On Wednesday, a friend and I were watching the Jets/Canadiens game at my apartment (he is one of my two designated household visitors here in Manitoba.)
With about three minutes left and the Jets leading 3-2, he said, and I quote: “I sure hope the Jets get a point in this game.”
“What the heck is he talking about”? you might ask. Shouldn’t the Jets win, let alone lose in regulation? Was he drunk? Does he just not know how hockey works?
It was St. Patrick’s Day, but he was stone-cold sober. And I’d say he’s more knowledgable than 90 per cent of Jets fans.
As the Canadiens pressed, he expressed he felt the Jets play poorly in the final minutes and that they often clutch defeat out of the jaws of victory.
He’s a keen observer. I covered earlier this season how the Jets squandered points by allowing a game-winner with less than two minutes to go three separate times, with two of those goals allowed with less than 10 ticks on the clock.
He also expressed the opinion the Jets are poor at defending when the opponent pulls their goalie for an extra attacker, that he was getting a sickly “here-we-go-again” feeling, and that the game would soon be tied.
So — Do the Jets Really Allow a Lot of Late Goals?
Or is my friend just a doomer?
It’s the latter. The Jets have allowed a goal with less than two minutes to go — with the opponent’s goalie pulled — no fewer than four times this season. All four instances have occurred in the last month.
Less than a minute after saying he had a bad feeling, the Canadiens pulled Carey Price. In the Jets’ zone, Tyler Toffoli outworked Tucker Poolman and Mark Scheifele behind the net and got the puck to Josh Anderson.
Anderson dished the puck to Corey Perry, who quickly executed a perfect back-door pass to Toffoli, who wired the puck past Connor Hellebuyck‘s blocker with 1:25 to go. Josh Morrissey had totally lost track of Toffoli on the play, leaving the star scorer wide open by the side of the net.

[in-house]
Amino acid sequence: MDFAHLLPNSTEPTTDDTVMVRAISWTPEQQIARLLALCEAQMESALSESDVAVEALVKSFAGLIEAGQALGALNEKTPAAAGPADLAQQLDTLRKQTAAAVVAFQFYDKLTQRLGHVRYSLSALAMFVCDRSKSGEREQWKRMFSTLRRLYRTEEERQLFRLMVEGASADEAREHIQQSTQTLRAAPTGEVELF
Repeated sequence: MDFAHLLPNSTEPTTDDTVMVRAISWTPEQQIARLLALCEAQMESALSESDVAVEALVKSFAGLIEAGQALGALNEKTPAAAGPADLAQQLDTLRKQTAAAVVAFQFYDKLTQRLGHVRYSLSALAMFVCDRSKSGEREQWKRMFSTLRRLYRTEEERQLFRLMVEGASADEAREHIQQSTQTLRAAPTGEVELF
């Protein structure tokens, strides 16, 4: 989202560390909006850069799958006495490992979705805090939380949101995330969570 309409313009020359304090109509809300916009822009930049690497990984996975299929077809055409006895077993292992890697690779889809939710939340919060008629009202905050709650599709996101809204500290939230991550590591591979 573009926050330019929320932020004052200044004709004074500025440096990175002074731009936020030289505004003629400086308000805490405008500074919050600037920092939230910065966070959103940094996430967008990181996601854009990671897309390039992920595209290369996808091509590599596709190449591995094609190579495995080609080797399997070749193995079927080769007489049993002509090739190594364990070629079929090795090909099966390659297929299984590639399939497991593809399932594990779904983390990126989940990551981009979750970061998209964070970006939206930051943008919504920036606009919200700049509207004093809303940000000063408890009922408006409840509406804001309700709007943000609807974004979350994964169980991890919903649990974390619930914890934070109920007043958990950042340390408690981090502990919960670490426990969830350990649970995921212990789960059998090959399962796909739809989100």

The Jets also allowed game-tying goals with an opponent’s net empty on Feb. 21 against the Vancouver Canucks (to Elias Petterson with 44 seconds to go) and on March 4 against the Canadiens (to Perry, with 1:24 to go.)
Additionally, they allowed a goal to the Maple Leafs when the Leafs had an extra attacker on March 9 (to Auston Matthews with 1:54 to go.) However, that goal came when the Maple Leafs were down 4-2. The Jets just managed to survive the onslaught the Leafs brought thereafter to hang on for a 4-3 win.
The Jets have scored five empty netters this season: on Jan. 23 versus the Ottawa Senators, Jan. 26 versus the Edmonton Oilers, Feb. 4 versus the Calgary Flames, on Feb. 19 at the Canucks, and on Feb. 25 versus the Canadiens. They have allowed three goals with their opponent’s net empty since their last empty net goal.
Only two of those goals — Andrew Copp’s on Jan. 26 and Mason Appleton’s on Feb. 19 — came when the Jets were leading by one goal. The other three came with the Jets leading by two.
Why Does This Keep Happening?
There are two main reasons: a lack of pressure and untimely defensive breakdowns.
Take a look at Elias Petterson‘s game-tying goal at 7:05 of the below highlight pack to see the Jets’ defenders collapse into a tiny box in front of the net and stand around as the Canucks blast chance after chance on net, almost completely unchallenged.
No other teams defend this way late in games: they all get a man to put pressure on the puck carrier so he doesn’t have tons of time to make a decision on what to do. You saw the Oilers do that Thursday when the Jets pulled Laurent Brossoit when trying to tie the game at 2-2.